We often think of normal childhood as a progressive development towards a fixed—and often tacitly individualistic and masculine—model of what it is to be an adult. By contrast, phenomenologists, psychoanalysts, sociology of childhood, and feminist thinkers have set out to offer richer accounts both of childhood development and of mature existence. This paper draws on accounts of childhood development from phenomenologist Maurice Merleau-Ponty and object relations theorist D. W. Winnicott in order to argue that childhood development takes place in “transitional (...)
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  6.  4
    Postmodern Thought and the Self: An Interpretative Phenomenological Analysis.Natasha van Antwerpen & Candice Oster - 2020 - Human Studies 43 (1):107-127.
    The present paper advocates for the use of phenomenology in the study of the self, presenting the findings from a phenomenological study on the participants’ engagement with challenges to the self brought about by their experience studying postmodern thought. Accordingly, the present study utilised Interpretative Phenomenological Analysis to investigate the influence of postmodernism on the self, beliefs, and values. Seven participants took part in semi-structured interviews, in which four themes and 14 subthemes were identified in response to postmodernism: ‘ambivalence’; ‘uncertainty’; (...)
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  7.  3
    Husserl on Personal Level Explanation.Heath Williams - 2020 - Human Studies 43 (1):1-22.
    This paper makes a phenomenological contribution to the distinction between personal and subpersonal types of explanation. I expound the little-known fact that Husserl gives an account of personal level explanation via his exposition of our capacity to express the understanding of another’s motivational nexus when we are in the personalistic attitude. I show that Husserl’s unique exposition of the motivational nexus conveys its concrete, internally coherent, and intentional nature, involving relationships amongst the sense contents of acts of consciousness. Moreover, the (...)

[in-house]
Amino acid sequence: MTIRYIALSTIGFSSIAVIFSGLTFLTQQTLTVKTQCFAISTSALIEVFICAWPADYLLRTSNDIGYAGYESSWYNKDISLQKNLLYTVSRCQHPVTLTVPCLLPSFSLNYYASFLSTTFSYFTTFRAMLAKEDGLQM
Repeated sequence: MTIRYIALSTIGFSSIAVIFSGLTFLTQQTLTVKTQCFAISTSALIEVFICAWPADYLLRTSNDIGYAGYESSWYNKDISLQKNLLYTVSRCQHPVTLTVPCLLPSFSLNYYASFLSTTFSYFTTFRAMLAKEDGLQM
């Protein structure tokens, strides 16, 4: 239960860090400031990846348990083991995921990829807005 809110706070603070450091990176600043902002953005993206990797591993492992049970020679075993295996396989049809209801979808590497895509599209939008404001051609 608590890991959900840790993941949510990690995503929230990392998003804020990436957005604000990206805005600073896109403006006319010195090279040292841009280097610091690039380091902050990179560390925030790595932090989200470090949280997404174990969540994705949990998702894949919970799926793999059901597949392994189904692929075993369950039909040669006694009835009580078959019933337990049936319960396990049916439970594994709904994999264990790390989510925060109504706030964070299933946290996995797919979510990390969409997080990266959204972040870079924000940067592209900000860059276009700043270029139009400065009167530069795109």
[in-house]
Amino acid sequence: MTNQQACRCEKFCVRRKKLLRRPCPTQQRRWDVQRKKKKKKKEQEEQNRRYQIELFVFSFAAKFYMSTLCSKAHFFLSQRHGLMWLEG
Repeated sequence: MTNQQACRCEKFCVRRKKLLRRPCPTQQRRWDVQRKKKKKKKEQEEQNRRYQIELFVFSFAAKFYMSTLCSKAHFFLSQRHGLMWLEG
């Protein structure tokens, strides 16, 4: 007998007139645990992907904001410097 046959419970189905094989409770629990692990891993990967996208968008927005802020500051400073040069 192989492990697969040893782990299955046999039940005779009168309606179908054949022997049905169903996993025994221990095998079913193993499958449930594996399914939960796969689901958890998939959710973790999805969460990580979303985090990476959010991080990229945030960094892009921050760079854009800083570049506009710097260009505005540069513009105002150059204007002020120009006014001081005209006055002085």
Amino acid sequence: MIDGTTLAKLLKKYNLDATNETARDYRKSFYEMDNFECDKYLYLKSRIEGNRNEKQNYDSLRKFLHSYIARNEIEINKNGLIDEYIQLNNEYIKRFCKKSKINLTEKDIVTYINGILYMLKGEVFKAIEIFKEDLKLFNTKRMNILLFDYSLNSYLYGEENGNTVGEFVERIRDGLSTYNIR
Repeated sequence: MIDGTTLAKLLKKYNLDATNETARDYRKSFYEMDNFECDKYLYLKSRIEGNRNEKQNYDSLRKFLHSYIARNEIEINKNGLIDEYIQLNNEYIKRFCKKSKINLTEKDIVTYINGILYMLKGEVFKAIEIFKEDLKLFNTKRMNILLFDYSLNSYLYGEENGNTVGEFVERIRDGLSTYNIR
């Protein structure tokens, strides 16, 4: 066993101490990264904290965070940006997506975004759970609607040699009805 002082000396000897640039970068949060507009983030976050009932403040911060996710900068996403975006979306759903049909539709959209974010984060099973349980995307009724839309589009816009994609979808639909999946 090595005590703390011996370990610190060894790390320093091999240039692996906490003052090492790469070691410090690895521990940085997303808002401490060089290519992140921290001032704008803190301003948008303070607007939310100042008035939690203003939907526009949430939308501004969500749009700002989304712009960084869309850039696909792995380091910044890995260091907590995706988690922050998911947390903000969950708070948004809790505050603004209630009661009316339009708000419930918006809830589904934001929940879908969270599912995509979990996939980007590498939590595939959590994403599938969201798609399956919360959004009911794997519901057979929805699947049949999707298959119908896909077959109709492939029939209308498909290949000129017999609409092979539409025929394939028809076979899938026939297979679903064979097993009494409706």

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  8.  5
    Iconoclasm and Imagination: Gaston Bachelard’s Philosophy of Technoscience.Hub Zwart - 2020 - Human Studies 43 (1):61-87.
    Gaston Bachelard occupies a unique position in the history of European thinking. As a philosopher of science, he developed a profound interest in genres of the imagination, notably poetry and novels. While emphatically acknowledging the strength, precision and reliability of scientific knowledge compared to every-day experience, he saw literary phantasies as important supplementary sources of insight. Although he significantly influenced authors such as Lacan, Althusser, Foucault and others, while some of his key concepts are still widely used, his oeuvre tends (...)
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  9.  20
    Whence Heidegger’s Phenomenology?Robert D. Stolorow - 2020 - Human Studies 43:1-3.
    Scharff’s study of Heidegger’s earlier lectures and their debt to Dilthey’s phenomenology allow one to recognize the Diltheyan influences that pervade Being and Time, undistracted by Husserl’s super-Cartesianism.